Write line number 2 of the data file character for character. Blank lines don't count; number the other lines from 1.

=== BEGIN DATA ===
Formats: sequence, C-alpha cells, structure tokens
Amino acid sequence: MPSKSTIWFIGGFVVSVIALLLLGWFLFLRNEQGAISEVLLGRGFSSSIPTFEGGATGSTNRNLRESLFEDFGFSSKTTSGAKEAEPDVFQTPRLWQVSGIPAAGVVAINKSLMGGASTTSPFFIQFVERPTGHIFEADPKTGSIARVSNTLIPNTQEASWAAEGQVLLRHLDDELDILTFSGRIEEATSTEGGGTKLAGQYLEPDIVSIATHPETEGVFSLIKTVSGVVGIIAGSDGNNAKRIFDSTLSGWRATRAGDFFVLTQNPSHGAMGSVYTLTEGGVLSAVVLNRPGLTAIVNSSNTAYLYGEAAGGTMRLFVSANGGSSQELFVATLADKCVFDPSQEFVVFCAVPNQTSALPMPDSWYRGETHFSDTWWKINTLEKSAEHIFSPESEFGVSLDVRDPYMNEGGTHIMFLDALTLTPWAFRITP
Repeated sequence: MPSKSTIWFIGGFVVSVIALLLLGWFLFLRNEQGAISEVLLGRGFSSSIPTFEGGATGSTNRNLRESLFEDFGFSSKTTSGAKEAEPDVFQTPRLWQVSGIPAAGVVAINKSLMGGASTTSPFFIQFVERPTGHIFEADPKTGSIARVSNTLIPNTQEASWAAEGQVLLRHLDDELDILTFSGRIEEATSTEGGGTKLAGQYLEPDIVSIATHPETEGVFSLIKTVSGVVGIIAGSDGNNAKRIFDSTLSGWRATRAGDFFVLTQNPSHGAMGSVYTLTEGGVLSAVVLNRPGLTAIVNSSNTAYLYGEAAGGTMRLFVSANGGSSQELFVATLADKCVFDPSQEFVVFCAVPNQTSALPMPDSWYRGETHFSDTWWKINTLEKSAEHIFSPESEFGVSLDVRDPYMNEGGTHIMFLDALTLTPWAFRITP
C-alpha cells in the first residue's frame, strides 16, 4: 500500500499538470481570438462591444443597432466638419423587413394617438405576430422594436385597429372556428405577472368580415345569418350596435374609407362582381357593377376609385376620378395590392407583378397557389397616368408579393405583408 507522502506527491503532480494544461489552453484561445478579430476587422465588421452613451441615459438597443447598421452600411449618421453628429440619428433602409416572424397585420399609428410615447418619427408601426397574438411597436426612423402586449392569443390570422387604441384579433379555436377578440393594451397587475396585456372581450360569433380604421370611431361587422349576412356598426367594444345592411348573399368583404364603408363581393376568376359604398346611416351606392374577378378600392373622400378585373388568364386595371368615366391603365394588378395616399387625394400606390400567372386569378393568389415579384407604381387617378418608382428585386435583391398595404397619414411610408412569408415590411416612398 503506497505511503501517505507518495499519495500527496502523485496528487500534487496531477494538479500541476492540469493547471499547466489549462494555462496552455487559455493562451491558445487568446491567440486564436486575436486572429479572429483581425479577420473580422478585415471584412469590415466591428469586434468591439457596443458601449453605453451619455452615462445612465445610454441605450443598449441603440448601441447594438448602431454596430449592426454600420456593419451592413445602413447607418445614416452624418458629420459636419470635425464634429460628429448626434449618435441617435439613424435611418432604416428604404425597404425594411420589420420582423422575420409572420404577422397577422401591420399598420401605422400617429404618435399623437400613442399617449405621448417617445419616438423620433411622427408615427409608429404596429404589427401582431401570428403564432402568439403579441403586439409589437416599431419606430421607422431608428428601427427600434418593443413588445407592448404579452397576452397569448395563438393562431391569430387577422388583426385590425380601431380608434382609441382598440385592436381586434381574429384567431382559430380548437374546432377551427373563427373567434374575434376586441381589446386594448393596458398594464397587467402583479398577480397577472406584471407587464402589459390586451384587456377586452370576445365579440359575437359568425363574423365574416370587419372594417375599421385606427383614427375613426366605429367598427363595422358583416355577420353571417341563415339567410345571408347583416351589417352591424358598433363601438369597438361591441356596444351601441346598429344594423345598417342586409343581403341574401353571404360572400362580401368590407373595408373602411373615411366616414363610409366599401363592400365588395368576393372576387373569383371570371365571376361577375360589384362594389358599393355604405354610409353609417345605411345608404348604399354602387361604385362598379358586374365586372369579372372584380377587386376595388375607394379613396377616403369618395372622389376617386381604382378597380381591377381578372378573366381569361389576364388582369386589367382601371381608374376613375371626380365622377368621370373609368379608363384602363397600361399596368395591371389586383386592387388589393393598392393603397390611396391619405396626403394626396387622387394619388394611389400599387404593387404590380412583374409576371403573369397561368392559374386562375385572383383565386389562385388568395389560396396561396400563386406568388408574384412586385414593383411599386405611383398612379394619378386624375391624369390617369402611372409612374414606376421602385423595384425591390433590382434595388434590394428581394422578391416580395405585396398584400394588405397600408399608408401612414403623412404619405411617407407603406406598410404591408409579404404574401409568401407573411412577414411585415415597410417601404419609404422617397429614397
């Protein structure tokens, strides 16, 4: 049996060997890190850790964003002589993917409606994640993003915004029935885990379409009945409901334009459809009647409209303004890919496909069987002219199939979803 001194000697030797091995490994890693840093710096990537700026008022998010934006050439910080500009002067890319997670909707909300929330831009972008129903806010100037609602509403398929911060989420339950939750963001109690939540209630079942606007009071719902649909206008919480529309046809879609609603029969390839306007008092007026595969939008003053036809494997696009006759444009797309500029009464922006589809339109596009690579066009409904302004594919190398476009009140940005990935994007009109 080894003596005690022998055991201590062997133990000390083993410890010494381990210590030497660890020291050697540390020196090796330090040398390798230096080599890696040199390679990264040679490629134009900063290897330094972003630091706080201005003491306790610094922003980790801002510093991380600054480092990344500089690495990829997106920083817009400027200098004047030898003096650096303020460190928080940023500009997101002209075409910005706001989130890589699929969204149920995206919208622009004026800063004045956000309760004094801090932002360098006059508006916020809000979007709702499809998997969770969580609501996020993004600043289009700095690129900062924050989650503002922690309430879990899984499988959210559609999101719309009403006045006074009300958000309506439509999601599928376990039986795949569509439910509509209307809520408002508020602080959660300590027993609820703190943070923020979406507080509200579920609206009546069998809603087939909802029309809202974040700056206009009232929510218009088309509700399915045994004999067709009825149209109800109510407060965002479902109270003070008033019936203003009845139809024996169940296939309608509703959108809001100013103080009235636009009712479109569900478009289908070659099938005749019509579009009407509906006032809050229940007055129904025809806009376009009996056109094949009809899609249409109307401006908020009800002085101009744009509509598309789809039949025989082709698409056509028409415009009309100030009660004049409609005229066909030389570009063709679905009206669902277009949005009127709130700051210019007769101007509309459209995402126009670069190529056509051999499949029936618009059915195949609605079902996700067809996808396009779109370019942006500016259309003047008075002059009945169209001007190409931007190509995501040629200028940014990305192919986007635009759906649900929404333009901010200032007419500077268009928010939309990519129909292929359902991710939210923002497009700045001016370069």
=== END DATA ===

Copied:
Amino acid sequence: MPSKSTIWFIGGFVVSVIALLLLGWFLFLRNEQGAISEVLLGRGFSSSIPTFEGGATGSTNRNLRESLFEDFGFSSKTTSGAKEAEPDVFQTPRLWQVSGIPAAGVVAINKSLMGGASTTSPFFIQFVERPTGHIFEADPKTGSIARVSNTLIPNTQEASWAAEGQVLLRHLDDELDILTFSGRIEEATSTEGGGTKLAGQYLEPDIVSIATHPETEGVFSLIKTVSGVVGIIAGSDGNNAKRIFDSTLSGWRATRAGDFFVLTQNPSHGAMGSVYTLTEGGVLSAVVLNRPGLTAIVNSSNTAYLYGEAAGGTMRLFVSANGGSSQELFVATLADKCVFDPSQEFVVFCAVPNQTSALPMPDSWYRGETHFSDTWWKINTLEKSAEHIFSPESEFGVSLDVRDPYMNEGGTHIMFLDALTLTPWAFRITP